His reasons for the exercise in transparency are twofold. First, he wants to keep fans up to date since Kentucky's first five practices have been closed to the public. Second, it's for the players. He wants those who are performing well to receive recognition and those who are not to strive for it.
Thus far, he's named between four and eight players each day and will almost certainly do the same at some point on Tuesday. When he does, you can rest assured that at least a one of two of UK's running backs will be on the list.
Whereas other positions on the offensive side of the ball lack experience and depth, the UK backfield is flush with both. Because of that, the backs are shouldering more than their fair share of the load as Brown looks to revitalize the Wildcat attack.
Led by their new coach, the UK running backs don't mind.
"I like it," running backs coach Chad Scott said. "Give us pressure. We like it. We'll respond, I promise you."
That doesn't mean Scott's unit isn't a work in progress though.
Just as it has for every other positional group, the installation of Brown's offense has presented challenges. The responsibilities and priorities in UK's quick-strike attack are radically different than anything the running backs have ever dealt with before, which has caused plenty of fits and starts, even for the veterans.
"Really the experience, it's gonna come in handy in the latter part of spring ball and going into the season, but now the offense is totally different," Scott said. "Even these guys that are experienced, it's an adjustment period for them."
Raymond Sanders and Jonathan George combined for nearly 1,100 yards and nine touchdowns on the ground last season. With all the football they've played at the Southeastern Conference level and their pass-catching ability, the two seniors were expected to stand out early. That's proven to be the case a third of the way through spring practice, particularly for Sanders.
"Raymond Sanders has looked the best so far," Brown said. "He's changed his body. Really pleased with how he's handled himself. He's matured, and he's done well not only rushing the football, but in the passing game. He's well ahead of the rest of them in blitz protection."
In spite of his 5-foot-8 frame and the fact that he is listed as at least 13 pounds lighter than any of his fellow backs, Sanders has emerged as the most consistent blocker of the bunch, a key role in Brown's pass-happy scheme. In fact, that might be the biggest area of adjustment. UK's backs are responsible for making protection calls at the line of scrimmage, which requires smarts and, just as importantly, a willingness to speak up.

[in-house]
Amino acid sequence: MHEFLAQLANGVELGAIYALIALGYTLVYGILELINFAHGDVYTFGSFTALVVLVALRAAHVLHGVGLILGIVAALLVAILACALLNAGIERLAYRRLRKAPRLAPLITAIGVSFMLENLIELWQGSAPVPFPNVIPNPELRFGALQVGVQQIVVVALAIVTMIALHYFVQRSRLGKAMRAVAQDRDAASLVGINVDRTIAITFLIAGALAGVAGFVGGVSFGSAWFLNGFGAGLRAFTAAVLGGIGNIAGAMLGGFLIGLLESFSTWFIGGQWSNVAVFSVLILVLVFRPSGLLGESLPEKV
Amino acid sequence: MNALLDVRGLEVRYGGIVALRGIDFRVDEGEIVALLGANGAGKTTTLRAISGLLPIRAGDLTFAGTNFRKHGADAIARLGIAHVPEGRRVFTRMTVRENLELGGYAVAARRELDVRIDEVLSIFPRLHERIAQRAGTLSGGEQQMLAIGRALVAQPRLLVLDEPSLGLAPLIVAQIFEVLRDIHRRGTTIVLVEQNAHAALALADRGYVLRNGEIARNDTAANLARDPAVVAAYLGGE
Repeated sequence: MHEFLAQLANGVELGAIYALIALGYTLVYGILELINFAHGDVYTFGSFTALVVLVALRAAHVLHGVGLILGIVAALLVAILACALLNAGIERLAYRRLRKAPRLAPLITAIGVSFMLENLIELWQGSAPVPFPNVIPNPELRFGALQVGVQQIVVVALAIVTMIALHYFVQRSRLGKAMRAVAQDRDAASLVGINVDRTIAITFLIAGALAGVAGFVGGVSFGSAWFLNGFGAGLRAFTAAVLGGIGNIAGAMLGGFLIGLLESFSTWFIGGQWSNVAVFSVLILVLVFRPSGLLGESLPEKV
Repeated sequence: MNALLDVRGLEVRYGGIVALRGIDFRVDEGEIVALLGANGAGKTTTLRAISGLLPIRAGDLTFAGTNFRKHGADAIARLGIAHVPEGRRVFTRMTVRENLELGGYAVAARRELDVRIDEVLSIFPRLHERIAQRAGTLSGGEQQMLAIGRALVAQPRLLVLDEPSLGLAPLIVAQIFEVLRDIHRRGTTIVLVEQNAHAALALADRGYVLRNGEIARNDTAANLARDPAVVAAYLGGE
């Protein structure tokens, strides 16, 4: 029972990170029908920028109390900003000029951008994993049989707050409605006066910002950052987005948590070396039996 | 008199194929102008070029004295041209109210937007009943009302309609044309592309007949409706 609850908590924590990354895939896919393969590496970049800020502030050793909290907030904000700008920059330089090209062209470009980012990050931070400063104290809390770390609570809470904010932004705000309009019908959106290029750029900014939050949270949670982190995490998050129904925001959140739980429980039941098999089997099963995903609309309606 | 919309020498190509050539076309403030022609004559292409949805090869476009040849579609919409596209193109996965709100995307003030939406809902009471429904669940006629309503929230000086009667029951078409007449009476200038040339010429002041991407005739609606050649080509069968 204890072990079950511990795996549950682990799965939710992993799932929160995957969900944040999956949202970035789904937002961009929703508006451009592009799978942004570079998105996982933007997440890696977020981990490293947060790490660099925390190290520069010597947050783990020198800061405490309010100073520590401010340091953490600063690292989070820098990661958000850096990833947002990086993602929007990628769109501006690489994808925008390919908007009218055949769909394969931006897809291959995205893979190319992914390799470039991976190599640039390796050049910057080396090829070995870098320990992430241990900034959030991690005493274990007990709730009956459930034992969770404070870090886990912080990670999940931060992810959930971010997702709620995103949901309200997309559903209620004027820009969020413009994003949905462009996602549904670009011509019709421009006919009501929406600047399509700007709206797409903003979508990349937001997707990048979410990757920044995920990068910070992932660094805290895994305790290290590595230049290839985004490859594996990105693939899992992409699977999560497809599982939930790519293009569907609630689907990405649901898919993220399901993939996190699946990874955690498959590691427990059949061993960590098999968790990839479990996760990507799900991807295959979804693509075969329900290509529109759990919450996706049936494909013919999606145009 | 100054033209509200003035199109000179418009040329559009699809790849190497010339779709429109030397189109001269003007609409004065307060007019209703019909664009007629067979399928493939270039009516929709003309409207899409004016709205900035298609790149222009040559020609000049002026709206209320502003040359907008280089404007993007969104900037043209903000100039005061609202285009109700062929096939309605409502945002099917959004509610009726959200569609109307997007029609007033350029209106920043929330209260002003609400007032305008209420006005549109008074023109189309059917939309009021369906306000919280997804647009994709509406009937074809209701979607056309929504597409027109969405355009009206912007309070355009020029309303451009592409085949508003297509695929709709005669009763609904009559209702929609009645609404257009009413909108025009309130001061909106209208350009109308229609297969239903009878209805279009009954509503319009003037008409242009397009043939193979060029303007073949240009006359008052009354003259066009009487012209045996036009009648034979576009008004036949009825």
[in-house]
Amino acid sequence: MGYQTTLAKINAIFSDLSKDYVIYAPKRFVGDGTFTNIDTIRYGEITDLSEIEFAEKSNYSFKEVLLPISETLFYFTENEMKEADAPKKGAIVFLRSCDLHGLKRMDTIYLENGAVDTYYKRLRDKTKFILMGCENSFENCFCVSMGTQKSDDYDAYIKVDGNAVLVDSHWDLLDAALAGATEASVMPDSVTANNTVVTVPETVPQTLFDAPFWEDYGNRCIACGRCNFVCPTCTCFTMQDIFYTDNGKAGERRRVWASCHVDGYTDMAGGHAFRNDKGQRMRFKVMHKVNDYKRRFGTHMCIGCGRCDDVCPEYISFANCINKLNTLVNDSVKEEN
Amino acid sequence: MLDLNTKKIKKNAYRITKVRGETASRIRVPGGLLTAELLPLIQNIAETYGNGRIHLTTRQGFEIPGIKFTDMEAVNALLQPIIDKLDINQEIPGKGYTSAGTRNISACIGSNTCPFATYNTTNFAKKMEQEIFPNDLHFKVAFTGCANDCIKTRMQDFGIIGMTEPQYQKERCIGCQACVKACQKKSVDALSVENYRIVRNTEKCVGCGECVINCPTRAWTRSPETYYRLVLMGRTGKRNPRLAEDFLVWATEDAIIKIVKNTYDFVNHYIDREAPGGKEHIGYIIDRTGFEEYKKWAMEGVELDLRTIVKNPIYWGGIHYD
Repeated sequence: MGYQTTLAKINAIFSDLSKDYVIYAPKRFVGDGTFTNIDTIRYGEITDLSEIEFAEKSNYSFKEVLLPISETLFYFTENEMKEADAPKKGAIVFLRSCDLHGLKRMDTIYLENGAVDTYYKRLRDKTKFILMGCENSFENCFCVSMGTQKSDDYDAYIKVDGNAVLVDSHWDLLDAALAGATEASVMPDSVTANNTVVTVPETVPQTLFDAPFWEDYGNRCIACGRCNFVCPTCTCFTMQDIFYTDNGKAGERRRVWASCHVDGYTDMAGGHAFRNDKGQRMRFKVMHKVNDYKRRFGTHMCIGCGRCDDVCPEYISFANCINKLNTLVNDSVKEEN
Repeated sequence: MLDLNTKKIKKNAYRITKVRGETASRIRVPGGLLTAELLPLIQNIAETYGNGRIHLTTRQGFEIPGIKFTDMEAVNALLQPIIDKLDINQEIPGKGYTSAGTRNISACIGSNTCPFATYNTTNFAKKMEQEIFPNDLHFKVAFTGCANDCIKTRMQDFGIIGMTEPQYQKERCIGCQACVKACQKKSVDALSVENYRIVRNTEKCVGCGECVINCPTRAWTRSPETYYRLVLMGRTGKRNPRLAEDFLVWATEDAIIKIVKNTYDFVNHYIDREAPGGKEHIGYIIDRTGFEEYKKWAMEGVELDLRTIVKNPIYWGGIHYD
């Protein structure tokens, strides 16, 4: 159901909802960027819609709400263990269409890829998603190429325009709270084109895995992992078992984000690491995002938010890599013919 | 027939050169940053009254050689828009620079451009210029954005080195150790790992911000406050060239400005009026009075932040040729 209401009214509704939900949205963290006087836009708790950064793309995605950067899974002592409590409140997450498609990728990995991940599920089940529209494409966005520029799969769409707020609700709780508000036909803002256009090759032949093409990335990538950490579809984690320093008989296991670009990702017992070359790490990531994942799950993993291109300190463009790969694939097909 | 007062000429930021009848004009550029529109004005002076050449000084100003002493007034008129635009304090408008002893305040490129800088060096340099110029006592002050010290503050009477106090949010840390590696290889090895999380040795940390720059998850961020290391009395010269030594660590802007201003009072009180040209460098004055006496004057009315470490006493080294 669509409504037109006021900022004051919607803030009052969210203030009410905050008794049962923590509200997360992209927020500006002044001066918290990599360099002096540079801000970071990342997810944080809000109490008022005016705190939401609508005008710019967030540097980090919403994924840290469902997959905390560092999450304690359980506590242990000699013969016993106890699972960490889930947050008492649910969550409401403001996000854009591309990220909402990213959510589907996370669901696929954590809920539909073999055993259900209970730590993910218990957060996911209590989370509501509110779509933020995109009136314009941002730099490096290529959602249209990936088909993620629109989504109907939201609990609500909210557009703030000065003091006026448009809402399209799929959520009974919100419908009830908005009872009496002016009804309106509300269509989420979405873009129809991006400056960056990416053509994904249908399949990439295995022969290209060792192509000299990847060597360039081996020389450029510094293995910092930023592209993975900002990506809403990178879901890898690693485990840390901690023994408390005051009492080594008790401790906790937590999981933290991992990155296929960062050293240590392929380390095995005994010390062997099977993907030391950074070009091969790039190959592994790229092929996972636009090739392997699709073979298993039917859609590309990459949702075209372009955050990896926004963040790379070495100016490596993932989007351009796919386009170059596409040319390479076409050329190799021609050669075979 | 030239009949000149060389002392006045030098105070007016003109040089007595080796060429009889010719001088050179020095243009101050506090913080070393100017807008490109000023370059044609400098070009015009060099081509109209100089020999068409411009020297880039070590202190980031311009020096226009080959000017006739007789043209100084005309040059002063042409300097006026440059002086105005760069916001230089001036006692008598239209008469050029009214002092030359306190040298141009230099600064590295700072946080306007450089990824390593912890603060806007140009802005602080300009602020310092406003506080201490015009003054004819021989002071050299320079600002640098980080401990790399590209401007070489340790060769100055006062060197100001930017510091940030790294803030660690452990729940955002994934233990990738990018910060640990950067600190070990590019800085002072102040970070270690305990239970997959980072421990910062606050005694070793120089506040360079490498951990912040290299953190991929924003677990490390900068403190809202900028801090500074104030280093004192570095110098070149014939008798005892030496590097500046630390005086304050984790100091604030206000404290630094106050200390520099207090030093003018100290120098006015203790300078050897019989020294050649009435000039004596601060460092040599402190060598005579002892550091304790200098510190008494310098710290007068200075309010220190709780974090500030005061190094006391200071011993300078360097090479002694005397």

"We make the protection calls, which is something totally different," Scott said. "Now we're asking them to be communicating more and communicate loudly and it's something that's totally different them."
Different as it may be, Sanders is doing his best.
"I make mistakes just like everyone else, but I try to limit my mistakes and make sure I have everyone else going as far as running backs," Sanders said. "I just try to pick guys up and execute and make sure I'm doing the right things on the field."
Outside of blocking ability, Scott says the most important attributes of a running back in this system are "lateral agility and quickness" - words the former UK running back used more than once in speaking to the media on Monday. Sanders certainly fits the bill.
"I think he has it all," Scott said. "I think he's really the total package. I think he's done a great job taking care of his body to put himself in position to be as good as we need him to be."
"I definitely feel like this offense is a great fit for me," Sanders said. "Catching out of the backfield, speed sweeps, there's a lot of different things that coaches are integrating that can get me in space and get me in alleys where I can hit the seam or make some moves on guys."
As good as Sanders has looked early, his emergence shouldn't discourage any of the other running backs. George, sophomores Josh Clemons (who has returned to practice after redshirting last season with a meniscus injury) and Dyshawn Mobley and redshirt freshman Justin Taylor are all getting roughly an equal share of practice reps.
Brown's offense may have a reputation for throwing the ball, but anyone who minimizes the supposed impact a running back can have hasn't watched closely enough.
"You might think, 'Hey, how do they fit within our offense?' " Scott said. "It's a spread offense, but it's a downhill run game. We still, in all our run game, we try to find a way to get our shoulders squared and run downhill."
Take last season at Texas Tech for example. Three Red Raiders rushed for at least 450 yards, led by Kenny Williams, who received All-Big 12 Honorable Mention honors after racking up 824 yards.
Williams' strong 2012 also serves to dispel another notion about UK's new offense: that big backs have no place in it. Williams is listed at 5-foot-9, 219 pounds, which suggests that heftier Wildcat backs George, Clemons, Mobley and Taylor can excel, provided they can move.
"That's something that even the bigger guys, when we first came in, the bigger guys kind of struggled with, kind of muttering under their breath, 'Man, we're not going to fit. They're looking for a smaller guy,' " Scott said. "We're not. We're looking for guys that have got great lateral agility and quickness."
Scott believes all of his backs have that kind of ability, even though it might not come as naturally as it does for a player like Sanders. He says the key for them will be spending time away from practice honing their craft. And in turn, that will be the key to the unit as a whole fulfilling expectations.
"We like the pressure," Scott said. "It is pressure, but it's a good problem to have. It's a good kind of pressure. Just respond to it. Prepare yourself well and respond to the opportunity when it comes."